As their volunteers interact more heavily with vulnerable populations, some nonprofits are checking their backgrounds more thoroughly, according to a recent survey.
A survey of volunteer managers, executive directors, and other volunteer program professionals across the United States found that the percentage of nonprofit organizations using 50 or more volunteers has increased from 55 percent to 76 percent over last year. The survey, Volunteer Screening Trends and Best Practices Report: 2017, was conducted by Verified Volunteers, a provider of volunteer screening services.
Volunteers expect that people working next to them—at a food bank, for example—have been screened. They expect to be in a safe environment.
The survey included 785 professionals who work for nonprofit organizations that conduct background checks on their volunteers. The survey report notes that baby boomers filled the volunteer ranks about a decade ago, and now organizations are seeing a new generation of socially conscious millennials stepping up.
Volunteers are increasingly serving vulnerable populations—such as children, the elderly, and people with disabilities. This year, 88 percent of the respondent organizations served vulnerable populations, up from 77 percent in 2015. That change has led to an increase in the number of respondents saying that they expect to do more comprehensive background screening of their volunteers in 2017—61 percent compared with 48 percent the previous year.
“Volunteers expect that people working next to them—at a food bank, for example—have been screened. They expect to be in a safe environment,” said Verified Volunteers Executive Director Katie Zwetzig. She added that heightened scrutiny also helps organizations monitor volunteers as they move around within an organization, such as going from working behind the scenes to interacting with people.
Nonprofits also may want to screen volunteers because of the potential risk they pose to the organization, including endangering staff or clients, stealing funds or assets, destroying property, and damaging the organization’s reputation, the report notes.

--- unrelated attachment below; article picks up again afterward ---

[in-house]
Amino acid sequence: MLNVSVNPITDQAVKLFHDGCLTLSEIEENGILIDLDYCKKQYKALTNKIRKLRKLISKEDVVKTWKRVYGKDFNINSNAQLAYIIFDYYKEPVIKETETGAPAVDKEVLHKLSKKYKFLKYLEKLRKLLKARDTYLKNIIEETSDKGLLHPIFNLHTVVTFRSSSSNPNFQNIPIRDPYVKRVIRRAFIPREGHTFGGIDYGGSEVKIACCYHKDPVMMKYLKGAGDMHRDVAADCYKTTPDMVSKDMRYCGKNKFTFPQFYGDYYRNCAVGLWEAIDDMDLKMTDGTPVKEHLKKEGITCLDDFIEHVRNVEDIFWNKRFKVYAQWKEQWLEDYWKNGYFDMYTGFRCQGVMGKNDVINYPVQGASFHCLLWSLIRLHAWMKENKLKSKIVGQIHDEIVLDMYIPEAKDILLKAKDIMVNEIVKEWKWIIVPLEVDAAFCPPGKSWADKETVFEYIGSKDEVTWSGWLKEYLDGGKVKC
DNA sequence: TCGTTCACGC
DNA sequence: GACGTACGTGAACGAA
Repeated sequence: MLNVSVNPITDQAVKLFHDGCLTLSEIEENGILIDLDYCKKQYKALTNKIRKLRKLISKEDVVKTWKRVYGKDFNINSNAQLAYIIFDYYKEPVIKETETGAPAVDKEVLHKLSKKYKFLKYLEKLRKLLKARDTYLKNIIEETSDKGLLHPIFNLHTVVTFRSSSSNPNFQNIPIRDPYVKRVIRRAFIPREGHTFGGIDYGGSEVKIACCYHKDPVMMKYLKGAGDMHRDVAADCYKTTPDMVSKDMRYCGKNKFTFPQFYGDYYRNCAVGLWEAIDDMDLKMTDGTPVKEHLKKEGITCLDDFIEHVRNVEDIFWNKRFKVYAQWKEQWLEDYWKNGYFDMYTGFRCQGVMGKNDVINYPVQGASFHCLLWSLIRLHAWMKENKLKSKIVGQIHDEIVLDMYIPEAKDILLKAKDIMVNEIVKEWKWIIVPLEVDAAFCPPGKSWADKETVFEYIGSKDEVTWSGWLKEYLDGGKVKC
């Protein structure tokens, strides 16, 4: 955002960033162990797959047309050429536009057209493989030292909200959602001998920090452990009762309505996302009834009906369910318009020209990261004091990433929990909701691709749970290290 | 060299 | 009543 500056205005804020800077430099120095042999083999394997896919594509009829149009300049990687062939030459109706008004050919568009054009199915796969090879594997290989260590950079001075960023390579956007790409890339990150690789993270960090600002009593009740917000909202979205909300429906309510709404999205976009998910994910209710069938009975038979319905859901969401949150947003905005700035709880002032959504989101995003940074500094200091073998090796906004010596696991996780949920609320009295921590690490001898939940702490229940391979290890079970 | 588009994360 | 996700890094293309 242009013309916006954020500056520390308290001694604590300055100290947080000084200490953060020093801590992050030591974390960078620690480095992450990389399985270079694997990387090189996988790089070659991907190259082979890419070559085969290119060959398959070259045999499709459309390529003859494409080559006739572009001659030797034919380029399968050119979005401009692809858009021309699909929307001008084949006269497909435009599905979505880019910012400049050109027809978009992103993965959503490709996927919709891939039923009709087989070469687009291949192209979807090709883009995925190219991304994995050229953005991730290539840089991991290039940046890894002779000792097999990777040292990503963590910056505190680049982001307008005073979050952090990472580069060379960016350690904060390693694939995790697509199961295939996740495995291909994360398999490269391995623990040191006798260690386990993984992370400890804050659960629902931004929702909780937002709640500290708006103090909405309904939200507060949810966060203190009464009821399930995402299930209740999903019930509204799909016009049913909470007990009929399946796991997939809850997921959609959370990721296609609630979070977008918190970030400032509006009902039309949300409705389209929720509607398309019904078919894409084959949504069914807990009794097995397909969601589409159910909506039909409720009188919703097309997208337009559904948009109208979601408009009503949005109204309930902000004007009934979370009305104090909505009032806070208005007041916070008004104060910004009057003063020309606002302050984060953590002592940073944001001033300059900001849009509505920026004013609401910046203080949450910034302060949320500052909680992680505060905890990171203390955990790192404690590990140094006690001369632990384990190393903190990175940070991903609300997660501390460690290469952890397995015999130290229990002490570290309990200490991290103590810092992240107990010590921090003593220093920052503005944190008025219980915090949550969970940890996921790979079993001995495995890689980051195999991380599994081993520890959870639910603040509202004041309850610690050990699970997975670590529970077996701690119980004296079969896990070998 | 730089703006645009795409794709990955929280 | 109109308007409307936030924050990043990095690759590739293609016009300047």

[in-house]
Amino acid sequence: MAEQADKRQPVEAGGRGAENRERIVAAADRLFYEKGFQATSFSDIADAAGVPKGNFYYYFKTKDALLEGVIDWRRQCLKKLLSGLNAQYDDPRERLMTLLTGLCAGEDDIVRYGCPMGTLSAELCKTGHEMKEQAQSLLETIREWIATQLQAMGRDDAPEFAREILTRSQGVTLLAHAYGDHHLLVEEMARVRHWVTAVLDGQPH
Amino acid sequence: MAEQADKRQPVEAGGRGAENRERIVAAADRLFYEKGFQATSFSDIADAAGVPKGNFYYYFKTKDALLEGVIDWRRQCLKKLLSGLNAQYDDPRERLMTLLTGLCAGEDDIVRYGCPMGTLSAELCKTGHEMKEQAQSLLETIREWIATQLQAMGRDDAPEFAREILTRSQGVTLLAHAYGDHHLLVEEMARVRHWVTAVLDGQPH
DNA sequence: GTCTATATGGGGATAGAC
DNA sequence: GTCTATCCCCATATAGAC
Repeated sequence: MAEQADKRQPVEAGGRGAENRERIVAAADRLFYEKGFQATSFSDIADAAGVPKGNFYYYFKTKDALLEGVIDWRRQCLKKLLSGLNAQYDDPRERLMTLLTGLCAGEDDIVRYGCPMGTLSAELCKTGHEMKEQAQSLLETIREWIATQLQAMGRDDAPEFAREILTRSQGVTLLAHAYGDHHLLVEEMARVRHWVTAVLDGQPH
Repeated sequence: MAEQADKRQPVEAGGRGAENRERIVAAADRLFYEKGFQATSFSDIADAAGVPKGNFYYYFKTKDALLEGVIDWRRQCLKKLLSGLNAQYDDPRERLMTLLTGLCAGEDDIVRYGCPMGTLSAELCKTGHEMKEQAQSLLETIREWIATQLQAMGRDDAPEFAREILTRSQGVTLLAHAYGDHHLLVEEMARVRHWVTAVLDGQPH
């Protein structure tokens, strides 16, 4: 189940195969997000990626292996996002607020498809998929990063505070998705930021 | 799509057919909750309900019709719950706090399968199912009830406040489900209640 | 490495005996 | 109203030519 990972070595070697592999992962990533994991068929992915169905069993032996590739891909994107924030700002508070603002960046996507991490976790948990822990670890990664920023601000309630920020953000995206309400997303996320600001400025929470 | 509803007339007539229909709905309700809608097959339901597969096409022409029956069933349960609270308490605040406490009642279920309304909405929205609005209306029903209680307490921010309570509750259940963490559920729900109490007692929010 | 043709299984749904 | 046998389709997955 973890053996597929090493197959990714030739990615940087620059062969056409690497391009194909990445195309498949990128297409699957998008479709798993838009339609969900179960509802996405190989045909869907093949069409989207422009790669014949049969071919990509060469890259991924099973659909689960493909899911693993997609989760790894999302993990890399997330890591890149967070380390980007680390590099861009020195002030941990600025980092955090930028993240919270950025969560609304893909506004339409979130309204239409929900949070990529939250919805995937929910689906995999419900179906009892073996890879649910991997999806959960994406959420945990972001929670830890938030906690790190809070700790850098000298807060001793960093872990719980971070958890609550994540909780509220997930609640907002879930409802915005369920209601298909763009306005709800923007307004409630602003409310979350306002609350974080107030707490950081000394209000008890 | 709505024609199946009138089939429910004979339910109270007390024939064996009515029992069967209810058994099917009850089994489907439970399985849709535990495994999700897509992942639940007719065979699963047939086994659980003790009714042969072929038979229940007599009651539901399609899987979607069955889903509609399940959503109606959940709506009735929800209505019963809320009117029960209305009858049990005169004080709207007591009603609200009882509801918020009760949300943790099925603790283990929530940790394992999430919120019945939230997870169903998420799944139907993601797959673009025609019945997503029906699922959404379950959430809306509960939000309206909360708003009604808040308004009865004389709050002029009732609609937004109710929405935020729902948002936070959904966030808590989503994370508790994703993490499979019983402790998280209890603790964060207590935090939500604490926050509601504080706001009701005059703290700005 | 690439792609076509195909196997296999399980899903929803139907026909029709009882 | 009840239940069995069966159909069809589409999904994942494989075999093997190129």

The report suggests that organizations can mitigate risk by ensuring that volunteers are well trained. Eighty-three percent of responding organizations said they conduct formal training programs, up from 74 percent the previous year. Most of them use staff to train volunteers.
Zwetzig explained that nonprofits are better educated about what constitutes an appropriate background check than they were a few years ago. For example, many believed that checking a national criminal database was sufficient—they didn’t realize that the database relies on individual counties to submit their own data, and half don’t share it. Now, “organizations want to search more thoroughly,” she said. The survey found that the percentage of organizations spending more than $30 per background check has doubled.
A better search involves starting with the person’s current county records and then overlaying other reports as needed and as budget allows, Zwetzig said. These other sources might include the national criminal database, the sex offender registry, driving records, jail bookings, and Social Security traces (which indicate other places people have been, in case further county searches are appropriate).